The exposure of bar and restaurant staff to tobacco smoke from patrons can be as high as the exposure of active smokers, according to a study in the March 9 issue of the New Zealand Medical Journal. Wael Al-Delaimy, the study’s principal author, is currently a research fellow at the Harvard School of Public Health in the Department of Nutrition.
The study showed that among nonsmoking workers, hair nicotine levels varied strongly according to the smoke-free policy at their place of work. Hair nicotine levels among nonsmokers working in places with no restriction on smoking were similar to hair nicotine levels of active smokers.
This finding was possible through the use of a novel method for measuring exposure to tobacco smoke. Hair samples close to the scalp are taken from participants and then analyzed using biochemical assays for levels of exposure. Previous research suggests that nicotine comes into the hair shaft through the bloodstream after being inhaled.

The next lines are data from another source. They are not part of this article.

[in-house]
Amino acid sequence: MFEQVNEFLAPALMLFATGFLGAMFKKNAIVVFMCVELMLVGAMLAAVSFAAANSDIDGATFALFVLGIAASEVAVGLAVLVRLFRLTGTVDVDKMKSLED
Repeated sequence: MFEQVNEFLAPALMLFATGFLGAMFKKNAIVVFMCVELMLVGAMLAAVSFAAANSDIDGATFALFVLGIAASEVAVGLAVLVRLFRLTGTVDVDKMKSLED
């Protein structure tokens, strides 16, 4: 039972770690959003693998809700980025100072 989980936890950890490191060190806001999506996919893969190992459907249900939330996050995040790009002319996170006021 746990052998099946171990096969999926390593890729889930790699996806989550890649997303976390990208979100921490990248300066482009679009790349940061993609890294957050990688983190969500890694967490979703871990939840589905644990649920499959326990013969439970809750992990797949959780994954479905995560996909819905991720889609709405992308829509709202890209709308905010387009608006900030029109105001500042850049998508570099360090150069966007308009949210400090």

“This study demonstrates very clearly the harm that is being inflicted upon nonsmokers who are exposed to tobacco smoke from others in the workplace, what is called environmental tobacco smoke or passive smoking,” Al-Delaimy said. “Through this new measure we were able to document the exposure, and research has shown that passively exposed individuals experience higher incidence of lung cancer, cardiovascular diseases, respiratory illnesses, and other tobacco-related adverse effects compared to those who are not exposed.”
The study recommends that the smoke-free legislation of New Zealand (where the study was carried out) be extended to cover the hospitality work force.
The Massachusetts legislature is currently considering a bill that would ban smoking in all work sites in the state.
The study was funded by Action on Smoking and Health, a nonprofit advocacy group in New Zealand and the University of Otago in New Zealand.